Is white noise affecting your portfolio return?

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Are you listening to all the white noise out there?

I should probably start with what I mean by white noise. Think of this, you sit down to watch the evening news and the local station is “live on the street” with a play by play of a massive snow storm heading straight for your area. The scene flashes from newscaster to newscaster talking about locals preparing “for the worst storm of the century”. Milk and bread are flying off the shelves as if the apocalypse itself is knocking on our doors. There’s a whisper among the newscasters that local counties are sure to run out of salt and aren’t staffed well enough to handle this storm. Hours pass as communities brace for the worst and the worst comes; flurries slowly drift out of the sky and melt on impact as temperatures rise to an unbearable above freezing mark! Oh the horror!

White noise is just that; media over-exaggerating situations and circumstances in the name of a good headline. Ever hear the phrase “if it bleeds, it leads”? This is what media focuses on; getting the best story, headline and public reaction to get the most viewership and listenership. But why? The station needs more viewership in order to charge more for commercials and advertisement and a great way to do that is to have the biggest “breaking news” story to entice more viewers to tune in to that channel. So as a financial advisor, why am I talking about how local TV stations earn revenue? What does this embellishment of “news stories” have to do with your finances and investments? Actually, quite a lot.

How many of you remember Brexit? On June 24, 2016 the UK decided they wanted to leave the European Union and the world collectively gasped. Headlines read “US stocks hammered as Brexit shock rocks markets”, “Brexit Panic”, “Brexit Crash wipes out a record $2 trillion” and people reacted out of fear and pulled out of the market. For several days after the announcement the S&P 500 dropped 3.6%. Then what happened? As the waves settled, the markets returned and the Brexit fears became something of the past. From June 24, 2016 to July 1, 2019 the S&P 500 has increased by 45% from 2,037 to 2,964. For those that reacted to the headlines and pulled out of the market, chances are you may have missed out on most of that increase in the market since the announcement. For those that didn’t react out of fear, you got to share in that gain.

I want to circle back around to the white noise. We are bombarded on a daily basis with embellished news stories, scary headlines, hearsay, rumors and more and if we listen to it and react out of fear, you could potentially miss out on some good market returns. Investing is about staying in the market for the long haul. There are countless studies showing that investors can’t time the market; and there are countless other studies showing the success of investors who stay invested versus pulling out of the market when fear comes calling. DALBAR, a financial research firm, did a study in 2018 for those investors that pulled out of the market. The study showed in 2018 the S&P 500 Index retreated 4.38% but the average investor, due to poor timing, lost twice as much as the S&P 500 of 9.42% on the year. DALBAR did another study in 2015 over the previous 17 years which showed that the average equity investor underperformed the market by a staggering 8.19% per year due to bad market timing. The average market return during this study was 16.9% and if the average investor underperformed that by 8.19% then the average investor was only seeing returns of 5.5%. What causes bad market timing? Listening to the white noise and making decisions based on fear.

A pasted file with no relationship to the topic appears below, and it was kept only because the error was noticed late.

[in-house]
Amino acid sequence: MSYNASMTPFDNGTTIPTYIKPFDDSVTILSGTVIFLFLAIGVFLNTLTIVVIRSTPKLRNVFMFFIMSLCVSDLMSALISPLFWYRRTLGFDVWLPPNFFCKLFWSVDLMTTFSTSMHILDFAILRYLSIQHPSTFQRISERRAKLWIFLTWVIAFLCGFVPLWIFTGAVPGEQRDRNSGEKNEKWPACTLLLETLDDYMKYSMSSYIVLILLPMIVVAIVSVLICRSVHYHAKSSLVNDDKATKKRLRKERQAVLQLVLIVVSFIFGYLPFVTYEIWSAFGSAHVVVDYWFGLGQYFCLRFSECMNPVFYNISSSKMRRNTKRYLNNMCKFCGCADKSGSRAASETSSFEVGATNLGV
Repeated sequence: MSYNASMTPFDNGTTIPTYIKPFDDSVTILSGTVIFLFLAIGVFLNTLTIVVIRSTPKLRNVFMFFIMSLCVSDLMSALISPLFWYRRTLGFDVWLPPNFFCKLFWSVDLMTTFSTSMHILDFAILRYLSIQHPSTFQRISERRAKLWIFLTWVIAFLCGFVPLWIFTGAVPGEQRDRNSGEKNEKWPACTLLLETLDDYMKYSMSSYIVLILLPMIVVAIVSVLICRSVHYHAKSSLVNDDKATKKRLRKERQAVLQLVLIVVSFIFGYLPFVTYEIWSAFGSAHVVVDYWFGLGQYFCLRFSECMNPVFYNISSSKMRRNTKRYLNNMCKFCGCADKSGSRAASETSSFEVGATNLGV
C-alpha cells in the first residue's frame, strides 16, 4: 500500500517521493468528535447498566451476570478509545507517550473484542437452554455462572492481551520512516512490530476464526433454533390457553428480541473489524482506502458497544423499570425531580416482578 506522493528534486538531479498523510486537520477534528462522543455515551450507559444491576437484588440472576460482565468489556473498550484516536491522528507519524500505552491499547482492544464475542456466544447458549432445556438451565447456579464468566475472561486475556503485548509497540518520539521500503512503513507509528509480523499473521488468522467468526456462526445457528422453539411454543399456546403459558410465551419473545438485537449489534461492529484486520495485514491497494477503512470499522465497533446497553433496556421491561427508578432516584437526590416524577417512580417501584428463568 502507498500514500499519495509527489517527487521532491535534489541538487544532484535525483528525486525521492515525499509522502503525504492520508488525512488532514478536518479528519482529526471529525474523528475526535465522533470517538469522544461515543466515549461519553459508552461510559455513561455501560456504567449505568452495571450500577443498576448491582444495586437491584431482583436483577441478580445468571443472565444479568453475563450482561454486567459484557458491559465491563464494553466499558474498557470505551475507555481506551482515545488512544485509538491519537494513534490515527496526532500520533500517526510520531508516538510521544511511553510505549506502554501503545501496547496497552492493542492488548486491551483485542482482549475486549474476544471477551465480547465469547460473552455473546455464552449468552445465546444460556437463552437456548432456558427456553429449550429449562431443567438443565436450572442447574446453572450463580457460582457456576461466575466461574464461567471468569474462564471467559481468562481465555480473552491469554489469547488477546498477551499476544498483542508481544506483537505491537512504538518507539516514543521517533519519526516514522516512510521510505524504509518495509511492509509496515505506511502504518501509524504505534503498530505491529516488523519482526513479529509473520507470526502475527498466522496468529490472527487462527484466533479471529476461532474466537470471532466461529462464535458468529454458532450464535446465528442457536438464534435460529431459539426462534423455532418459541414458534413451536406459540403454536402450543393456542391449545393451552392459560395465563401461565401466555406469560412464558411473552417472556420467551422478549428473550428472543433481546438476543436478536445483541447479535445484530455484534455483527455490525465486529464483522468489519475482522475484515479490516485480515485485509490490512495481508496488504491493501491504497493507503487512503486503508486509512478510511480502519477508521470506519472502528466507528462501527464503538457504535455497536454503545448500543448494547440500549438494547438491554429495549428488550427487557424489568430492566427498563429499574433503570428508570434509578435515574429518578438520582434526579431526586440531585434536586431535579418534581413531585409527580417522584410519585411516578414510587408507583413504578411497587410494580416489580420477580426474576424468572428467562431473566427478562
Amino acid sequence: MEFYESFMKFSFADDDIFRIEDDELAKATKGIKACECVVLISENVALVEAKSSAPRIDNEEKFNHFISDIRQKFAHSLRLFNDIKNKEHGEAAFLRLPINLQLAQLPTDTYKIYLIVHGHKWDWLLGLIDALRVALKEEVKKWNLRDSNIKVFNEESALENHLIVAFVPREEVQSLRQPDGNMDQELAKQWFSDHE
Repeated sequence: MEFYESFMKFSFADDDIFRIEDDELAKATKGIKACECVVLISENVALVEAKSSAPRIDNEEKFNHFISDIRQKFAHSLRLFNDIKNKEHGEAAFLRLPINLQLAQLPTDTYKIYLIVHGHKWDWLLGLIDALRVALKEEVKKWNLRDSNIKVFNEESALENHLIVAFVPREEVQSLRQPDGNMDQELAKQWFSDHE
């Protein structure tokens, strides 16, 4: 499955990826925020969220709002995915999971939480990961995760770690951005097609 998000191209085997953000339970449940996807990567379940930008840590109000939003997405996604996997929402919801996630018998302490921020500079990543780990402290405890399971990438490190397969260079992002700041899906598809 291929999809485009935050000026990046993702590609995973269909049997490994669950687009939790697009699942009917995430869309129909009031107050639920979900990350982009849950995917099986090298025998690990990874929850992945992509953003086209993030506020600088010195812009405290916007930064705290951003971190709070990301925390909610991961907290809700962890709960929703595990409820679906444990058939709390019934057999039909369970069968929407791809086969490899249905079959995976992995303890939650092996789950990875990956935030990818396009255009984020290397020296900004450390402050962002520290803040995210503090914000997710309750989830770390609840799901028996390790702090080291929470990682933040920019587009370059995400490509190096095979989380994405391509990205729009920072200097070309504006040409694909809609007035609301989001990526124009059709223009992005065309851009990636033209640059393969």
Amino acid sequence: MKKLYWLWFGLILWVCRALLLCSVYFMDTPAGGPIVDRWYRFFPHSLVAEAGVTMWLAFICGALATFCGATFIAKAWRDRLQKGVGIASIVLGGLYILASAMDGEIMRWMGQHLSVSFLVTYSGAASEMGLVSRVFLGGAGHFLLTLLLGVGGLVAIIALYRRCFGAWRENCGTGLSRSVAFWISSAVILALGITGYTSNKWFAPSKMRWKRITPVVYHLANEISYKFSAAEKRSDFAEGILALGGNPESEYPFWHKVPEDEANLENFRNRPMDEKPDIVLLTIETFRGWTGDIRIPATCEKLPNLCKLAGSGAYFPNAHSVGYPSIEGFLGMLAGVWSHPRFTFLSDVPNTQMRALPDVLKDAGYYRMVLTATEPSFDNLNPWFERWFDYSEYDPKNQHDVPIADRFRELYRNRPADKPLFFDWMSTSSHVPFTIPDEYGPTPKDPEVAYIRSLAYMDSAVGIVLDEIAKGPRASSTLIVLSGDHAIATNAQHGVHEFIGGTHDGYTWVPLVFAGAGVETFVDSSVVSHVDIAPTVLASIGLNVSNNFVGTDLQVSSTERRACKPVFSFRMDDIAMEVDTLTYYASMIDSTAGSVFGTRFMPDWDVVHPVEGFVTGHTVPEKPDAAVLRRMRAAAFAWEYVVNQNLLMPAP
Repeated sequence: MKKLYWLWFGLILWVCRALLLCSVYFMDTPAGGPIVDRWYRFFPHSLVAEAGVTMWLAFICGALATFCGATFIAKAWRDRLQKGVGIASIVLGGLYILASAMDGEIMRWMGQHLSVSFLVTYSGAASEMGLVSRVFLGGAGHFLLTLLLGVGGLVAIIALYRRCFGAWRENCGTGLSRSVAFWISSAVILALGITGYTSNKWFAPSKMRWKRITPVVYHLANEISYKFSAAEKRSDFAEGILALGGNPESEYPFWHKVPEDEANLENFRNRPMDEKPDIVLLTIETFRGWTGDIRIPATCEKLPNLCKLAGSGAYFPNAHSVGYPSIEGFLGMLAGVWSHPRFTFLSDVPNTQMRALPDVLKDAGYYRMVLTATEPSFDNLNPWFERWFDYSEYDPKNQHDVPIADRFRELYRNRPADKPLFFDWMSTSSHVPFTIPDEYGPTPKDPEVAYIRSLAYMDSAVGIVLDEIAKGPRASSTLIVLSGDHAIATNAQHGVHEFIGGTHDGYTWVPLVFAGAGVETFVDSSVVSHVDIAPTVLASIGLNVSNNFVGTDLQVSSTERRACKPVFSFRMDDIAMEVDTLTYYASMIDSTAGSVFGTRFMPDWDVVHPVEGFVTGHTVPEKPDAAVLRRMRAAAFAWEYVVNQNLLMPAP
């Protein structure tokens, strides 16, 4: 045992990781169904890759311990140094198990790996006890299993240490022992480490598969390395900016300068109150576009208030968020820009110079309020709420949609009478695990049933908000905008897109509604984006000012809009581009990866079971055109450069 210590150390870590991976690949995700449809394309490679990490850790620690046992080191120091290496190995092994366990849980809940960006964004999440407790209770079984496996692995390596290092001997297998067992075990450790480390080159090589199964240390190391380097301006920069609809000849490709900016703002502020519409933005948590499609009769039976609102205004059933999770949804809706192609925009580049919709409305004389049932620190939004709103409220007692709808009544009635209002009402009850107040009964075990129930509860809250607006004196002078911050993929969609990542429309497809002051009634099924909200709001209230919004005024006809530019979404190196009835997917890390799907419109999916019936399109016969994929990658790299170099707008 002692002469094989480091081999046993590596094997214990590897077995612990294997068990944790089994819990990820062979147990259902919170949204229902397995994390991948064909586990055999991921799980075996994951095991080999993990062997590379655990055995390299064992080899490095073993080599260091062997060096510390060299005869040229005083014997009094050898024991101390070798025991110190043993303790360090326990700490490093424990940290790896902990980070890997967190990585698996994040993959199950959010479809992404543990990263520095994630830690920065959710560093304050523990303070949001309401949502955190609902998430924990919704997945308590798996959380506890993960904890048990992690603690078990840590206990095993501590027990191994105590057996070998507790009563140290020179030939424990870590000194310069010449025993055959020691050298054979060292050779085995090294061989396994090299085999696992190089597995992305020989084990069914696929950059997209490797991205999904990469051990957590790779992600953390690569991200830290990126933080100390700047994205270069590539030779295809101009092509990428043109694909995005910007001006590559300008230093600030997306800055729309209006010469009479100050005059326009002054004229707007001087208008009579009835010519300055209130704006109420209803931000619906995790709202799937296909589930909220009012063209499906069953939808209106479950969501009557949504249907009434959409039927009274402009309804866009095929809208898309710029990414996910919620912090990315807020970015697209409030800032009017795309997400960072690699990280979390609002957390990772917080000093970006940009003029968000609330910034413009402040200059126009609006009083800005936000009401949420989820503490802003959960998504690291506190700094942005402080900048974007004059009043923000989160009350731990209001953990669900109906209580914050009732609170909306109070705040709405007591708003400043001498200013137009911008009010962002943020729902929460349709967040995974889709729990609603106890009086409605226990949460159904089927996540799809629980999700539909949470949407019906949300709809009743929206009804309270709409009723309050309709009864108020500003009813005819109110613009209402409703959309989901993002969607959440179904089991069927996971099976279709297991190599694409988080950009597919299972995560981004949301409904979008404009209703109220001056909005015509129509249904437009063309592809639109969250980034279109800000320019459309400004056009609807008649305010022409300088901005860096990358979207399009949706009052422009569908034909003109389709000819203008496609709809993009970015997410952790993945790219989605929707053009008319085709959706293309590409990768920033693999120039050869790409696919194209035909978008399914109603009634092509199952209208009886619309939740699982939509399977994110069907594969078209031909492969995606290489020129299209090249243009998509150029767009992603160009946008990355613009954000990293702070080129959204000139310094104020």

I’d like to share one more story with you that happened last week. I had back to back appointments and in between appointments I often check to see what the market is doing using an app on my smartphone. I opened the app and the first thing I see is “Stocks Plummeting”. I quickly searched to see what the market was doing and why stocks were plummeting. I soon find that the DOW and S&P 500 were only down less than a quarter of a percent; being down less than a quarter of a percent is far from “plummeting”. This is another example of blowing something out of proportion for some headline news.

I’ll sum it up with this, we know that large caps have historically returned approximately 10% and small caps have historically returned approximately 12.7% however the average investor sees much less than that due to jumping in and out of the market at all the wrong times. Much of that movement can be attributed to clients reacting to the white noise and fear in an attempt to time the market; and this never works. Are you letting white noise affect your portfolio? If you are, here’s an easy solution; build out a globally diversified portfolio based off of your risk tolerance, turn off the TV and allow your investments to mature unaffected by the white noise.

Remember, your best years are ahead of you; invest wisely!

If you have specific topics you would like discussed, please forward them to me at rbehymer@emerywealthmanagement.com. Please remember, past performance never guarantees future results. Items discussed in this article are based on my opinion and are not designed to be a specific recommendation to you.

This article is prepared by Randy Behymer, MBA, President of Emery Wealth Management with offices in Carrollton and Louisville KY. You can contact him at 502-214-3299. Securities offered through Securities America, Inc. Member FINRA/SIPC. Advisory services offered through Securities America Advisors, Inc. Emery Wealth Management is a separate entity of Securities America.